Project Description


Perhaps we die of an overload of stories.
Too many sagas, memories, jokes, pantomimes;
too much melodrama, history lived or teased
out of the inexhaustible.
There’s the truth about our parents. And
the way the West was really won; why the chicken
crossed the road. And what my neighbor said
when she went mad.

                                              Then there’s the epic
of matter imagining itself: the latest dream
mammalian. Underneath, the bone-deep nightmare
of tectonic travel. And there’s that
tallest tale of an expanding
universe, or a contracting one. Or
the invisible black weight that is
the finish of a star.

youth kept us safe:
no room in us for all that, for so many
verbs, so many distraught and pushy adjectives,
armies of vowels and consonants; no room
for so many perilous serials.

I’m sitting now in the low backyard
where moss outdoes the grass.
It’s July again too quickly. Fireflies
have begun their obstinate questioning.
Remember how we used to catch them, the jar
we’d put them in, the lively lights
so clearly dying and coming back?

Maybe the stories that live in us
collect the way newspapers and books fill up
the house of the lunatic, chaos through
which some path must be incised—the body
so full of profoundly more than blood
and bones, cholesterol and carcinogens,
fat and shit and the makings of desire.

My half-Indian great-grandmother sits
in my knees, an ache like too much prayer.
The madwoman gone from next door
is a mutter in my wrists. The spinster who made
bread for us children—she spread every slice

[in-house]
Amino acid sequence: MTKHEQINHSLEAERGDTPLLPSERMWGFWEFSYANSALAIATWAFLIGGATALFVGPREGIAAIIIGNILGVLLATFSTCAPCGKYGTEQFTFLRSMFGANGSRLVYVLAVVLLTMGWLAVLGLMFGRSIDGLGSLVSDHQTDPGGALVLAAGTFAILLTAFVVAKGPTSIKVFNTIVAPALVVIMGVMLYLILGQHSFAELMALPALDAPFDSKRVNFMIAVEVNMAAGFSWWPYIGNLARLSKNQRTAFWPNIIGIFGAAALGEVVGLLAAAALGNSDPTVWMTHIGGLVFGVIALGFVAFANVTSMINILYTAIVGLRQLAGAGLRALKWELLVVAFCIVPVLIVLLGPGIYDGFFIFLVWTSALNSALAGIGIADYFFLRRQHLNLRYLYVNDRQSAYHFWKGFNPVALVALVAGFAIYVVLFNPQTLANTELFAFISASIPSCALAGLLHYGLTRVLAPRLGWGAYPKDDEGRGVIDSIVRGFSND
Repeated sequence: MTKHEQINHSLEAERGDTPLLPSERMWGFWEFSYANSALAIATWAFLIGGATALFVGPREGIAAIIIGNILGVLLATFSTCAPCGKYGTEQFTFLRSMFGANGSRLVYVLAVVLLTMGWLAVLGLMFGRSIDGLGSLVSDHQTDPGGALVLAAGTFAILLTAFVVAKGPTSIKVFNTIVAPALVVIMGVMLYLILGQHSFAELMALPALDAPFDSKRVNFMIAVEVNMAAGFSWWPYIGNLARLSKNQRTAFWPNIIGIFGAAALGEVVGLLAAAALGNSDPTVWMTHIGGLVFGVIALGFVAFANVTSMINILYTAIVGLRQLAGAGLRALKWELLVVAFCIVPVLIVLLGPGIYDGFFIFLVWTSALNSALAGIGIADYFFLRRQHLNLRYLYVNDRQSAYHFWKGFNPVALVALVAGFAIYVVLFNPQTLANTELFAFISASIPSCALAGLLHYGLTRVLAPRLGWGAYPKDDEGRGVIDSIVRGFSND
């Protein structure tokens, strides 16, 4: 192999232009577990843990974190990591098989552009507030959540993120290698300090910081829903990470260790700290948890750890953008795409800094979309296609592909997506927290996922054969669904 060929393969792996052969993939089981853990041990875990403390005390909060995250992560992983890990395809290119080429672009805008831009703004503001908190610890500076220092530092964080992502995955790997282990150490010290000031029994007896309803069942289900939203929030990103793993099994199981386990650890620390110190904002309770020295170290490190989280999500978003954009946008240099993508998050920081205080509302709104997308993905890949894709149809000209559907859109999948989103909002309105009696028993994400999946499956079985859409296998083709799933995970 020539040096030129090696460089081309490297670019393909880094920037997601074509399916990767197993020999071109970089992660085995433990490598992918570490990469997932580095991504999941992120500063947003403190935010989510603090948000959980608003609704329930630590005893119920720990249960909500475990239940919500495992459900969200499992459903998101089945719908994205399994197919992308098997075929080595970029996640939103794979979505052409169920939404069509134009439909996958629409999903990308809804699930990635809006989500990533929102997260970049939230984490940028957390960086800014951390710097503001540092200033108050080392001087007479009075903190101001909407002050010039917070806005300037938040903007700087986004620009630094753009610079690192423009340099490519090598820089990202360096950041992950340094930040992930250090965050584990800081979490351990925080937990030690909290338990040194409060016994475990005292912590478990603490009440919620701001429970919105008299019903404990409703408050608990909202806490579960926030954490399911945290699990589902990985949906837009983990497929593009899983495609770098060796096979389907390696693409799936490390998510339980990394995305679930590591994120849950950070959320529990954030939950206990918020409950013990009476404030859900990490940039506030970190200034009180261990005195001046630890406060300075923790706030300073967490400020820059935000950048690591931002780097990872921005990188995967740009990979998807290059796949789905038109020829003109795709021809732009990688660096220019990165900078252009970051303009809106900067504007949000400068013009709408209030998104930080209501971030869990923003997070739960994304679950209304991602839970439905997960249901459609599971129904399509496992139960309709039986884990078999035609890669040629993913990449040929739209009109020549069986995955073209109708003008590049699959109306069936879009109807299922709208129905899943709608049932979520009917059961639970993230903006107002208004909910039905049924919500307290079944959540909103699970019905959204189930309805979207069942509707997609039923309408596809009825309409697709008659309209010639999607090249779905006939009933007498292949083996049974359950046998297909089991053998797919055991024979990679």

with the word of a wrathful God—lives now
in dreams I still recount. I’m trying yet
to find that dark jam sweet.

There was a man in our town whose baby boy
was taken up into the mouth of a tornado
and set down unharmed in the middle of a road—
what to do with that one, its ungainly
angles resolving with such grace,
its cry of surprise?
I had a relative who killed a man
and ran off to Chicago with his father’s
money, never again heard from.

                                                                      None of them
heroes, not one of them more than
particular, outlined briefly against cosmic
night and geologic time.

Perhaps the stories are what we come
at last to be ourselves, the sum of them
what we come finally to understand,
along with atoms and the many extinctions:
dinosaurs and wolves, ivorybills and whales.
Is it then that we can begin to love
the world before us, all our ghosts
with their changing outlines
showing like petticoats?

                                                      All that we never
asked to know can enter the body, can enter
and fill and stay. My spine weakens
under the weight of another great-grandmother
who saw her daughter raped in a Georgia cornfield
by Union soldiers. The wagon she drove alone
with her five children to Texas
shakes my marrow loose.

Understand, if I try to give them away
they will hide and pretend the way icebergs
are deep under sunlit water. I have to
carry them. They go before me
like breath you can see when it’s cold.
I hold them in me like coals in a basket,
like a summer’s quick-winging lights
in a casket of glass.

Betty Adcock

Betty Adcock is the author of six books of poetry, most recently Slantwise (LSU Press, 2008) and Intervale: New and Selected Poems (LSU, 2002), which won the Poets’ Prize and was a finalist for the Academy of American Poets’ Lenore Marshall Prize. She has been awarded two Pushcart Prizes, the North Carolina Medal for Literature, a fellowship from the National Endowment for the Arts, and a 2002 Guggenheim Fellowship, among others.

Primarily self-taught, she has no degrees, and studied and wrote poetry for more than ten years while working in the business world. After her first book was published, she was awarded a teaching residency at Duke University. Other teaching positions followed, most notably as a writer-in-residence at Meredith College in Raleigh, North Carolina, which she held for 20 years. She currently teaches in the Warren Wilson College MFA Program.

When asked in an interview what she hoped for in her poetry, Adcock replied, “to tell the truth and find that it is music.”

—Poem from Slantwise, LSU Press, 2008